Thursday, May 17, 2012

Fukushima: contaminated area could produce 7x more power, used for PV

Fukushima nuclear power plant
We were talking about Fukushima the other day, and Nicky mentioned that the land that is too much contaminated with radioactivity for living and agricultural purposes could be used for renewable energy. Which s a good point.

So I did some very rough calculations.

Take the evacuation area, set at 30 Km (30,000 metres) around Fukushima as the radius.
Take Pi (22/7) as 3, because these are very rough calculations.
Area of a circle is Pi R squared.
3*30,000*30,000 = 2.7 billion square metres.

But half of this area is in the sea (you thought I was going to forget that, didn't you?)
So we have 1.35 billion sq metres to work with.

Insolation of Japan is 4.3KWh/m2/day, so this area gets 5.8 billion KWh/d.

Assume the area is covered with PV panels which are 10% efficient (market leaders are breaking 40% at present, but no matter) the contaminated area would therefore produce 0.58 billion KWh per day, which I make to be 580 GWh/day, or 211,120 GWh per year.

Now. Now then. The output of Fukushima Daichi Nuclear power plant is quoted as 29,981 GWh per year. Say 30,000 GWh/y.

It therefore appears, as a result of the above calculations, that the solar power output of the area contaminated by the Fukushima tragedy is 7 (seven) times greater than the original power output of the nuclear station.

I may be wrong.

My field is psychiatry and general practice. I can only do basic maths. I do not have the calculus.
I may have got decimal points sliding around all over the place.

But I have used conservative calculations all around, and I have done my best.
If you are a nuclear engineer, you will be able to check my calculations, I'm sure, and I stand to be corrected.

For the avoidance of confusion, I am not advocating that we should encourage nuclear power development, whether uninsured (as is the case at present) or not, on the grounds that if they blow up, we can use the contaminated ground to collect sunbeams.

I am advocating that we do the solar/renewable thing without going through the nuclear stage.


See also: Could we trust Iran not to attack us with the sharp corners of photovoltaic panels?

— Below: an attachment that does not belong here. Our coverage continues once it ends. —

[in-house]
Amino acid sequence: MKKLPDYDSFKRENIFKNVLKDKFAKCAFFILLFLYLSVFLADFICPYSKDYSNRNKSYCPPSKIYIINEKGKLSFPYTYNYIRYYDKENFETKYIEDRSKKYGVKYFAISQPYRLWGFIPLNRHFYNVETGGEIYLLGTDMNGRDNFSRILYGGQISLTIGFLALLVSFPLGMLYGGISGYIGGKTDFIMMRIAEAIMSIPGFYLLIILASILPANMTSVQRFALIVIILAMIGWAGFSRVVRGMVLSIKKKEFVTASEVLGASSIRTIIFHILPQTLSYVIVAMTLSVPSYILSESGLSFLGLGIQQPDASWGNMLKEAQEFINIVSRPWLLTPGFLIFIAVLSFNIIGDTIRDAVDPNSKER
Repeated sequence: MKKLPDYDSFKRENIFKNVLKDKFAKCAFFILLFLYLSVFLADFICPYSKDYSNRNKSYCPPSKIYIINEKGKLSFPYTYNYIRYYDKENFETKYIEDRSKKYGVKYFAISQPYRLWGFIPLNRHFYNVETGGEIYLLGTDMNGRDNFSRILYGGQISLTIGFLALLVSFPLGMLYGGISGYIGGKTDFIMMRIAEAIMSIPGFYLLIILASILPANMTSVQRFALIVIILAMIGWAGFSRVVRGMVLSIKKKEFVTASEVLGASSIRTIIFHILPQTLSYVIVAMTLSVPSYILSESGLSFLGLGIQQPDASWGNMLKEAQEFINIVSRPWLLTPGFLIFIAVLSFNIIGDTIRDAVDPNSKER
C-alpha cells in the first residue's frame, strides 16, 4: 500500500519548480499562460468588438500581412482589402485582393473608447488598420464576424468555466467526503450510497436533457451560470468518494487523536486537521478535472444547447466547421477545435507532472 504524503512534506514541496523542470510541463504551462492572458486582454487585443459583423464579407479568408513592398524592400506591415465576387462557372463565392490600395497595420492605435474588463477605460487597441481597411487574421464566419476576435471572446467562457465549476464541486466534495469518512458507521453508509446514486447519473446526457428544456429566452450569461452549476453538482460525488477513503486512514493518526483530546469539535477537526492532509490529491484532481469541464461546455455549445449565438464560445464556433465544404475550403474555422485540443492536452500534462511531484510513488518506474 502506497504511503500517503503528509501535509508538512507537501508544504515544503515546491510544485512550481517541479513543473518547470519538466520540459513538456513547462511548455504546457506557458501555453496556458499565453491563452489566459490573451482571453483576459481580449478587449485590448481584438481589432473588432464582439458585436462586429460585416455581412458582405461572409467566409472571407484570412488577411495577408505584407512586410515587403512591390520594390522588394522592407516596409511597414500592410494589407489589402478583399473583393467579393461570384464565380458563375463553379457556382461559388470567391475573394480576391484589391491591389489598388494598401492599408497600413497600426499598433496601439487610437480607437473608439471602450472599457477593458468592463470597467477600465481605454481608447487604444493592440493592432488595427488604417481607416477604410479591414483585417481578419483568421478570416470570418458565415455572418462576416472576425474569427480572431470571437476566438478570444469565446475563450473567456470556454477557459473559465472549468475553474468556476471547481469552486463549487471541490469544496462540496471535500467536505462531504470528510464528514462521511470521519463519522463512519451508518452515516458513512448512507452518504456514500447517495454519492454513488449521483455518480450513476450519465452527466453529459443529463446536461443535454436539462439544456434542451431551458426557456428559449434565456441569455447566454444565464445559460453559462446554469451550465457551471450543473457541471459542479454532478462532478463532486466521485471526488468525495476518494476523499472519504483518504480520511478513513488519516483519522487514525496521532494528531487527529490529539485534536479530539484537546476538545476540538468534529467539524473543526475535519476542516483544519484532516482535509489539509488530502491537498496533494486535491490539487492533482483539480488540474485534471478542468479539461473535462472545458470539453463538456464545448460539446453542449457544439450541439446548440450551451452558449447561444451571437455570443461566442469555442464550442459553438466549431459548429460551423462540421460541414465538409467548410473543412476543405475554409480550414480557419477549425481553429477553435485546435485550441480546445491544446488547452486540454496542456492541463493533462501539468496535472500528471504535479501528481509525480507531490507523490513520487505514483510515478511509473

@jessecusack said...

I love calculations like these, and so does this guy here:

who writes a blog about climate/energy/sustainability which is really worth reading.

Some things I can't help but point out about your calculation are:
* the ground around Fukushima is not flat!
* a complete blanket of PV arrays would mean chopping down vast swaths of forests.
* the weather doesn't distribute radiation contamination in a nice circle, and the huge majority of the 'exclusion zone' is likely to be entirely free of radioactivity.

Another interesting fact is that around Chernobyl, wildlife is thriving, seemingly unaffected by radioactivity hot spots. It would suggest that human presence is much more harmful than radioactivity.

DocRichard said...

Hi Jesse

Thanks for commenting. I take your point about the trees and the topography. I just took the exclusion zone as a guideline.

Turbines could be installed too.

There would be no NIMBies to object, that's the point.

This was only a half-serious proposal. The main point was to show the enormous potential of solar energy. I was surprised it was so great, considering that Japan is on the same latitude as UK.

Thanks for the link to do the math - a great resource.

Did you look at the Iran link in my post?

@jessecusack said...

Solar potential is staggering! As 'do the math' works out, it eclipses the potential of all other (currently known) power sources by orders of magnitude.

I read your link, and agree countries like Iran are ideally place to exploit solar energy. The problem is of course, political and economic, rather than technological. Can enough people get their act together to plan a cross-borders renewable energy grid?

DocRichard said...

That is the $64bn question. But I'm optimistic, as we see HVDC popping up more and more. It is all horrendously slow, like riding a bike through a lake of treacle, but however unlikely it seems, the political machine is not a 100% reason-free zone.